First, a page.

Late last year I reviewed the first episode of Telltale Games’ Game of Thrones video game series. Now episodes two to six have been released, with the final episode coming out this week. The series has had mixed reviews, but I’ve enjoyed it enough to keep an eye on when each new episode is about to be released, and played each one almost as soon as it has come out.
As I said in my previous review, the series centres round the
Forrester family, who are a noble family that were aligned with House Stark.
Like other Telltale Games such as ‘The Walking Dead’ and ‘The Wolf Among Us’
the choices you make as your character affects how the game unfolds. Unlike
those other games though in ‘Game of Thrones’ you play as multiple characters,
in this case multiple members of the Forrester family.
There are five different characters you play as in the course
of the game, from the lord of the House to one of its faithful squires. The
stories are set in different parts of the Games of Thrones world, such as
King’s Landing, Meereen, and the far North. In each of those stories you
encounter characters from the TV series voiced by the actual actors, including
Jon Snow, Daenerys, Cersei, Tyrion, Margaery, and Ramsay.
Most of the game consists of choosing dialogue and actions.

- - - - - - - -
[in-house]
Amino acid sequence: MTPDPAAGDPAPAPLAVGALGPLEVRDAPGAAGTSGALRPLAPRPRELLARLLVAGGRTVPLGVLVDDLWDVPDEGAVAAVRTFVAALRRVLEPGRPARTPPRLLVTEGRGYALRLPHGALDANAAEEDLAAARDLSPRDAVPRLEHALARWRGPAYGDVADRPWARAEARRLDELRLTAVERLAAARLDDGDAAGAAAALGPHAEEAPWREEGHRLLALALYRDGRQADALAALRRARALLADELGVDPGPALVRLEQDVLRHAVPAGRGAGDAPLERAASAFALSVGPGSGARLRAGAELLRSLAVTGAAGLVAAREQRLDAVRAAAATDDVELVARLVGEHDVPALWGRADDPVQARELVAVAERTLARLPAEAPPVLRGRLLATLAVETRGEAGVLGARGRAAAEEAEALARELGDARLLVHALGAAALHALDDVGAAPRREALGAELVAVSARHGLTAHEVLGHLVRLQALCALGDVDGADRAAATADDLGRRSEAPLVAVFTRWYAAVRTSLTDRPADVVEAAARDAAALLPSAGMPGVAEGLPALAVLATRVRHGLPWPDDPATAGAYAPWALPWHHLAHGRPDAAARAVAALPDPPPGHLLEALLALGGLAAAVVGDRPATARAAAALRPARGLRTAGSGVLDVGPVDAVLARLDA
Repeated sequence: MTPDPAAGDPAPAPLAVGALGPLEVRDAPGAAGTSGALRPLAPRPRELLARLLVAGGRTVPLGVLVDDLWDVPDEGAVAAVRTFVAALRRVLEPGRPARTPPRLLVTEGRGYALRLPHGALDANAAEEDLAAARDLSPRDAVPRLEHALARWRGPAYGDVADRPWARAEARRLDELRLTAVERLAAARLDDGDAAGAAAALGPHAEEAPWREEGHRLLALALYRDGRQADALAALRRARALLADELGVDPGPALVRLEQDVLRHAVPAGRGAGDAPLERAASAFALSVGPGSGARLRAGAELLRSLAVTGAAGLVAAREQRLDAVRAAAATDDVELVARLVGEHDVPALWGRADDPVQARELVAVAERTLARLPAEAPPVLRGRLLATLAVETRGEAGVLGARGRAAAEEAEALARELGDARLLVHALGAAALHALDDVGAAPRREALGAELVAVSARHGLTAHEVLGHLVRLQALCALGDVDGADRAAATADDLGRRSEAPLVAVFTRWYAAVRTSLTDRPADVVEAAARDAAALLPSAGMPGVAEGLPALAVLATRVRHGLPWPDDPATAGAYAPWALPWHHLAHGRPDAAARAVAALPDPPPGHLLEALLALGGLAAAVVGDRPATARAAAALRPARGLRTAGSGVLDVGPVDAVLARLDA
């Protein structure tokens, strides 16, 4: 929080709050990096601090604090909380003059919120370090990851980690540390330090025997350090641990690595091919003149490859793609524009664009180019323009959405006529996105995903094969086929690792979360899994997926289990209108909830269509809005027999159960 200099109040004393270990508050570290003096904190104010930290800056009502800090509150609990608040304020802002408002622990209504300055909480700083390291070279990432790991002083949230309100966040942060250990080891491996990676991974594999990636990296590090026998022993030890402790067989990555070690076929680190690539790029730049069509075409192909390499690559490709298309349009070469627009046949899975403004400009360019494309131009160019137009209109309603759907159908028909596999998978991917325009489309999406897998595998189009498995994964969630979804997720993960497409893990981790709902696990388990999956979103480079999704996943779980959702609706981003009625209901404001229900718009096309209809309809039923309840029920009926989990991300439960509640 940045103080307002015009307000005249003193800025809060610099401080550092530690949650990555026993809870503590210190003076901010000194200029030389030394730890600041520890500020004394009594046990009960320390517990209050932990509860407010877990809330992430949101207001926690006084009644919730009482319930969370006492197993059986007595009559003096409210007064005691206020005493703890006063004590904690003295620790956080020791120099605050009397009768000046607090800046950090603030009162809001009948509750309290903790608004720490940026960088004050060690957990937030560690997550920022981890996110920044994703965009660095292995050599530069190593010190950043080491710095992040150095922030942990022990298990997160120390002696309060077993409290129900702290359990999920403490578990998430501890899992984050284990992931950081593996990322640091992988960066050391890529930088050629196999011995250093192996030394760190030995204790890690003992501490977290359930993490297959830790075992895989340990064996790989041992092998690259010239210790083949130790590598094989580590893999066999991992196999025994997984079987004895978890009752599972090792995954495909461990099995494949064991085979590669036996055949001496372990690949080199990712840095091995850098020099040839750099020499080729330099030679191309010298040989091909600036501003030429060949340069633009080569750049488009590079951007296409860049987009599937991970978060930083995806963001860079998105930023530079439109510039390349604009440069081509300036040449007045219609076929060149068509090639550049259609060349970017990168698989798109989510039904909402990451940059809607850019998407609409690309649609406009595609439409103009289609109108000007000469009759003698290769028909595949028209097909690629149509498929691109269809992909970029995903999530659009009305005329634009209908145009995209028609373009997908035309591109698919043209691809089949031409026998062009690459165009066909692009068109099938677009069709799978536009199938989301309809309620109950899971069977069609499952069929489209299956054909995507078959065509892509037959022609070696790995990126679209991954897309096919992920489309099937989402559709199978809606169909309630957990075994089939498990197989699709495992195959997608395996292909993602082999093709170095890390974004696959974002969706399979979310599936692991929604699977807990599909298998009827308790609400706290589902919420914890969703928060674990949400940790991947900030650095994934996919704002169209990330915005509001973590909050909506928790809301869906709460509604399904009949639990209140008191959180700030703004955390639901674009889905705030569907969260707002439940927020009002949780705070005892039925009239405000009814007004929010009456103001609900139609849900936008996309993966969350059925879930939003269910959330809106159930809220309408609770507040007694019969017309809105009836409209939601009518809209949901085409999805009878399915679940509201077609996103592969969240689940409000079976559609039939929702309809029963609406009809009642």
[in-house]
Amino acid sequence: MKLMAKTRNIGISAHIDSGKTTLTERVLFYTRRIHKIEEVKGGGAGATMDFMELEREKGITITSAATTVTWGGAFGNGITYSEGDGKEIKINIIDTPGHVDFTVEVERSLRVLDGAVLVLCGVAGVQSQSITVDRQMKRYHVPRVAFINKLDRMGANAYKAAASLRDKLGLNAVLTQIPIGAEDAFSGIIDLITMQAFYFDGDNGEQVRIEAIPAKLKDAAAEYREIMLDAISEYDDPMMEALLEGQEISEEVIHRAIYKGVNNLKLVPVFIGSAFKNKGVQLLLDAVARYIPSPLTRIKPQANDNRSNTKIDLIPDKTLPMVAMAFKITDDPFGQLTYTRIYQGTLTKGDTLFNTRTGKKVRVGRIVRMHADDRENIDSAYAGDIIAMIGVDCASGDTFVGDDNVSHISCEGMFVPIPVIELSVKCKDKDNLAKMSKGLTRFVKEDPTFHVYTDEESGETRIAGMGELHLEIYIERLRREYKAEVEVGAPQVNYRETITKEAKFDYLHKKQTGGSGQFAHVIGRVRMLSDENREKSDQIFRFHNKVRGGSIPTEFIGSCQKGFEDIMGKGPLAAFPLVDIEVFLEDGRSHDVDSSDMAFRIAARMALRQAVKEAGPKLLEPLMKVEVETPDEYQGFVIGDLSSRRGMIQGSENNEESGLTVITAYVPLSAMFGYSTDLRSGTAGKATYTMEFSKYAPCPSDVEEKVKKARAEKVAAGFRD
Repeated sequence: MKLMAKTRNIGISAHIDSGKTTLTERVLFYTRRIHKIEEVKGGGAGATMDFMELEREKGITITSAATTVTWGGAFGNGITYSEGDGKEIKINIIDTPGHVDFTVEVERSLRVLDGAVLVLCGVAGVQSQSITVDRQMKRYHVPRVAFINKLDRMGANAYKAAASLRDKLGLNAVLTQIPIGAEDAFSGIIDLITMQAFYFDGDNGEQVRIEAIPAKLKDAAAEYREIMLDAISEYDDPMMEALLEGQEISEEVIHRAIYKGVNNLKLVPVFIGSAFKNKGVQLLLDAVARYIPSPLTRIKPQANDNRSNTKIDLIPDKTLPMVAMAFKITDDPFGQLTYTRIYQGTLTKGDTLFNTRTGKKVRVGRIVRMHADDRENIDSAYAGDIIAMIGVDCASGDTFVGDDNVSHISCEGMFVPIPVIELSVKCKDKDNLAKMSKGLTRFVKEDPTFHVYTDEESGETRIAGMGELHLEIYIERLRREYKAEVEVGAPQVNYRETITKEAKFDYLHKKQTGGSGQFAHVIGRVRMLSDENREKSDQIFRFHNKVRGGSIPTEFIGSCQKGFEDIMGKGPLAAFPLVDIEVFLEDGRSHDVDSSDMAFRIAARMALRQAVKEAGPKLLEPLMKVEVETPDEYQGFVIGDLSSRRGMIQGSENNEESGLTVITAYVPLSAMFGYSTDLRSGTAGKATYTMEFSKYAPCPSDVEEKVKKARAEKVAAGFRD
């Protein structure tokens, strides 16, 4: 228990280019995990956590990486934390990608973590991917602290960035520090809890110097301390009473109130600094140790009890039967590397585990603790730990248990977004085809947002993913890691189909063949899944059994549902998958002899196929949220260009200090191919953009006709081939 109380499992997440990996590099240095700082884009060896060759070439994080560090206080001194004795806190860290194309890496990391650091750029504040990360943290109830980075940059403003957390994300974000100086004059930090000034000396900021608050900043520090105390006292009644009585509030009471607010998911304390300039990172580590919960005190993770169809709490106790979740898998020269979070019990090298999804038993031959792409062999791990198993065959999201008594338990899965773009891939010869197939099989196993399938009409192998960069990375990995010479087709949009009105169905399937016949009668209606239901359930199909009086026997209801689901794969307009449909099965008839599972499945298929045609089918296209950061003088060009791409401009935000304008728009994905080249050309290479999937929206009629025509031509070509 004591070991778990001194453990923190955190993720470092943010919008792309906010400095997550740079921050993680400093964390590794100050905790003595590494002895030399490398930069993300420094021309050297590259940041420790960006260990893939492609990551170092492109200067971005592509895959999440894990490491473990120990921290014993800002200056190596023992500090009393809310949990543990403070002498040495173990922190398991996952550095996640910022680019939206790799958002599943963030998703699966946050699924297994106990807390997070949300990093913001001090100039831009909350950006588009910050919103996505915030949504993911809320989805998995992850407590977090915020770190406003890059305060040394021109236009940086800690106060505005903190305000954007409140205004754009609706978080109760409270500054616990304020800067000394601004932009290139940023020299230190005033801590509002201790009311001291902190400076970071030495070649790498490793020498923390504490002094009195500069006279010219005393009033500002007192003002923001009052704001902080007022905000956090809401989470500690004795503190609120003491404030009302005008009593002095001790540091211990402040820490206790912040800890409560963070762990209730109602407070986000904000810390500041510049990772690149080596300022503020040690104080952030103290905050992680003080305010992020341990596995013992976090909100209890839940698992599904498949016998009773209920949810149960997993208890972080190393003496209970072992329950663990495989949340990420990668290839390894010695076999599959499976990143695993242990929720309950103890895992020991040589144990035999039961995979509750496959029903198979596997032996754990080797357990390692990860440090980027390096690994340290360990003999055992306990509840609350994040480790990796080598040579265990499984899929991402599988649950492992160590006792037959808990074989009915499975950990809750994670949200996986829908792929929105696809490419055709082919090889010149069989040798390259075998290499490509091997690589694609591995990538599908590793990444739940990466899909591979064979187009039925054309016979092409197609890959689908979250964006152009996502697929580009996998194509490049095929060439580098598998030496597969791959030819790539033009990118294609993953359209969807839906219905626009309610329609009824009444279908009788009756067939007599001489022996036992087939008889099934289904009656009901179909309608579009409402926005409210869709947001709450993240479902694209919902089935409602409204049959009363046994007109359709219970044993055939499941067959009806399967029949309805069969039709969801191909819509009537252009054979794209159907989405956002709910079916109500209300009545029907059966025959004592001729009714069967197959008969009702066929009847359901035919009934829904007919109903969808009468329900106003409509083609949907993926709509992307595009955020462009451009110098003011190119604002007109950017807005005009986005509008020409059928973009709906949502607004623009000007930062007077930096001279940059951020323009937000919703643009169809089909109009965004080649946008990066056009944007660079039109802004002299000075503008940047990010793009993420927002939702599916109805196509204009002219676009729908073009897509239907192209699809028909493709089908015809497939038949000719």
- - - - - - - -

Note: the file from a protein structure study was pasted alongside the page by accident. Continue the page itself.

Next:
Apart from perhaps ‘The Walking Dead’, ‘Game of Thrones’ seems as well-suited
as any TV show to this type of gameplay, given that much of the tension in the
show derives from the choices the characters make. Being responsible for the
fates of the characters, many of which are ‘your family’, does heighten the
intensity of being involved in this world. I was worried that the specific
choices I made were causing more characters to perish; as it turns out I don’t
think I killed off many more people than
Given the mortality rate of ‘Game of Thrones’ though, trying
to save characters’ necks probably shouldn’t be your main aim in this game. As
one of the characters, Mira, points out – at least in my play through – how you
go about living in the face of your fate and therefore how you are remembered
are possibly more important than whether you live or not. Without giving too
much away, you will be confronted with how you ‘lived’ and how you will be
remembered before the credits roll. And even though the other characters were
all two‑dimensional figures, I still felt failure when I disappointed them, and
triumph when a rare smile came across their face, though more often fear at
their narrowed eyes.
While things come to a head as the episodes
progress, the last episode ends on a somewhat anti‑climatic note, which made me
suspect that another season was in the works, as
indeed there is. The more interesting ending actually comes in the
penultimate episode, which as I understand it, really affects how the final
episode unfolds. I’m not sure I felt as into ‘Game of Thrones’ as much as ‘The
Walking Dead’ or ‘The Wolf Among Us’, but I am still a sucker for these games,
and very likely will play the next season when it rolls around.